Thursday, December 4, 2014

Foul Deeds Will Rise

Star Trek: The Original Series
Foul Deeds Will Rise by Greg Cox
Release date: November 25th 2014
Read November 28th 2014

Previous book (The Original Series): The More Things Change (e-book)

Next book (The Original Series): Savage Trade

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Spoilers ahead for Foul Deeds Will Rise!

From the back cover:
2288. The U.S.S Enterprise-A is on a vital peacekeeping mission in a remote solar system beyond the boundaries of the Federation, where two warring planets—Pavak and Oyolo—are attempting to end years of bitter conflict. Crucial peace talks are being conducted aboard the Enterprise, even as Starfleet weapons inspectors oversee the disarmament process. Losses and atrocities on both sides have left plenty of hard feelings behind, so Captain James T. Kirk has his work cut out for him, even as he unexpectedly runs into a disturbing figure from his past: Lenore Karidian.
Twenty years ago, the deadly daughter of Kodos the Executioner tried to kill Kirk, but she has since been declared sane and rehabilitated. Kirk wants to give her the benefit of the doubt and a second chance at life, but when a mysterious assassination threatens the already fragile peace process, all clues point toward Lenore–and the future of two worlds hangs in the balance.

Notable Quote:
"What we want is the truth," he said emphatically. "Nothing more, nothing less." 
"But truth is often just a matter of appearances. All the world's a stage, remember, and all we men and women merely players." She kept staring at her raised hands. "If I am typecast as a killer, what does it matter who I truly am behind the greasepaint ... or what parts I might have foolishly dreamed of playing?"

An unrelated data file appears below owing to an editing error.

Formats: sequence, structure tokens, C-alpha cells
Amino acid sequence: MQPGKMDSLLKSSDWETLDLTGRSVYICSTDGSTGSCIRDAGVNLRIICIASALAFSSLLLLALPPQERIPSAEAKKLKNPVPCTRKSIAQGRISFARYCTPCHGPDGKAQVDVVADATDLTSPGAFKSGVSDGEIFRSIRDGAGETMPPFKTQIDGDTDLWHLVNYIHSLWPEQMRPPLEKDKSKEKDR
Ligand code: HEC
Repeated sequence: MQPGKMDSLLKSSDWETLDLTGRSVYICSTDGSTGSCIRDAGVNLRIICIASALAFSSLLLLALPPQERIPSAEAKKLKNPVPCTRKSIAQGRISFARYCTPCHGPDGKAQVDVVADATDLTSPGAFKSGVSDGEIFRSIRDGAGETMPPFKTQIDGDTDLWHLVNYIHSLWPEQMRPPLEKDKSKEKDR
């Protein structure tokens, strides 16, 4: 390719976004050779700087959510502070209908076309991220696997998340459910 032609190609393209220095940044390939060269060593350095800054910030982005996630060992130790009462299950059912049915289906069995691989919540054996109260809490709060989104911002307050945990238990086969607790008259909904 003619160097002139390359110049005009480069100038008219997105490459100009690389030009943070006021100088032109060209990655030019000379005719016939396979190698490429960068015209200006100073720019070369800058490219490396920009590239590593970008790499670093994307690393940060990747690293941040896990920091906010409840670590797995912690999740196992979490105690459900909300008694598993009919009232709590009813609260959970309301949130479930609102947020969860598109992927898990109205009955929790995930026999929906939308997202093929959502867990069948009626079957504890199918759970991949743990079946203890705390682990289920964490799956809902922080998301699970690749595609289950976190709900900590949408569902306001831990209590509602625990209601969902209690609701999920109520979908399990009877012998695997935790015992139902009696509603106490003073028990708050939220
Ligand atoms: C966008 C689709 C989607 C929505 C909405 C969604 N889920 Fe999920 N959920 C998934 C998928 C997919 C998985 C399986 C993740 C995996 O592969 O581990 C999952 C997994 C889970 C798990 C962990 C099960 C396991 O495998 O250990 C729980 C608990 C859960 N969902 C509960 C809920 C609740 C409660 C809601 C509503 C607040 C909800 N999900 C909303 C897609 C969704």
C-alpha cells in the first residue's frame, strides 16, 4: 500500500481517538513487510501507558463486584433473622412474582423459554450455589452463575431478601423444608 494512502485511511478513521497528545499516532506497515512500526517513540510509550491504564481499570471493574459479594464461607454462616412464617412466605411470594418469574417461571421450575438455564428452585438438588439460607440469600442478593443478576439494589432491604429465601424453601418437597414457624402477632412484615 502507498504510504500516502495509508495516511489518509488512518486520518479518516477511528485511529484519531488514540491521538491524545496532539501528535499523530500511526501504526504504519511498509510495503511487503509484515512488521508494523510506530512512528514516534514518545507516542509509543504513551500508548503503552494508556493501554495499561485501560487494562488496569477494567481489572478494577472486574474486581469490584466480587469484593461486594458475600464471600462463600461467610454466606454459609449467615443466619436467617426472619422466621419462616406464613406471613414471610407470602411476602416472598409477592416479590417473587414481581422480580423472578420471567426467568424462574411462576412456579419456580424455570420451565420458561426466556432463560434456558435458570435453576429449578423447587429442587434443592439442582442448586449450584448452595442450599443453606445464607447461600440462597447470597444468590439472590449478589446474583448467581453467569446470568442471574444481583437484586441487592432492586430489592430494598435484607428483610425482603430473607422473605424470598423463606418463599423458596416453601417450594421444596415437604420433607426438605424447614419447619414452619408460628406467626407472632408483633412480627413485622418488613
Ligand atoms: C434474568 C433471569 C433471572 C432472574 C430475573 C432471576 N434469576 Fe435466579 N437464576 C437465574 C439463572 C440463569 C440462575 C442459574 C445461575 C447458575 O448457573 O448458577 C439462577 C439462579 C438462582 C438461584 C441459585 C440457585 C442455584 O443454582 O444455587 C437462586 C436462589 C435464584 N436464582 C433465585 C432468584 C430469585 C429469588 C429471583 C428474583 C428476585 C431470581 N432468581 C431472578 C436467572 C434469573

- Lenore Karidian, questioned about a murder, responds to Captain Kirk's inquiry.

My thoughts:

Can a murderer be rehabilitated? To what extent do past actions have an impact on future behavior? Or, more specifically, what impact do those actions have on the perceptions of others when it comes to behavior? These questions and more are examined in Greg Cox's Foul Deeds Will Rise.

Lenore Karidian, convicted murderer, now supposedly rehabilitated.
Lenore Karidian, the daughter of the infamous Kodos the Executioner (see "The Conscience of the King," TOS), is working as a Federation aid worker on the devastated world of Oyolo in the midst of peace talks between that planet and neighboring Pavak. Captain Kirk invites Lenore aboard the Enterprise in an attempt to put past demons to rest, but when the Pavakian representative is discovered to have been killed, Lenore becomes a prime suspect. Given her past murders of seven innocent people, as well as her attempted murders of Lt. Kevin Riley and Captain Kirk himself, it is somewhat understandable that she becomes a target of inquiry.

This is the one area in which the logic of the novel kind of falls apart for me. I have a hard time accepting that Captain Kirk would so quickly invite Karidian aboard. While hindsight is 20/20, and there is no way Kirk would have known that the murders would happen, I still believe that allowing Lenore aboard the Enterprise was very irresponsible. Perhaps I'm simply not as "good" or forgiving as Captain Kirk. Even if Lenore is not responsible for the murders, her mere presence serves as a distraction in the investigation, diverting attention away from other possible suspects. I found myself agreeing with Kevin Riley, now a Federation ambassador: allowing Lenore Karidian aboard the Enterprise while the sensitive negotiations were taking place was a mistake.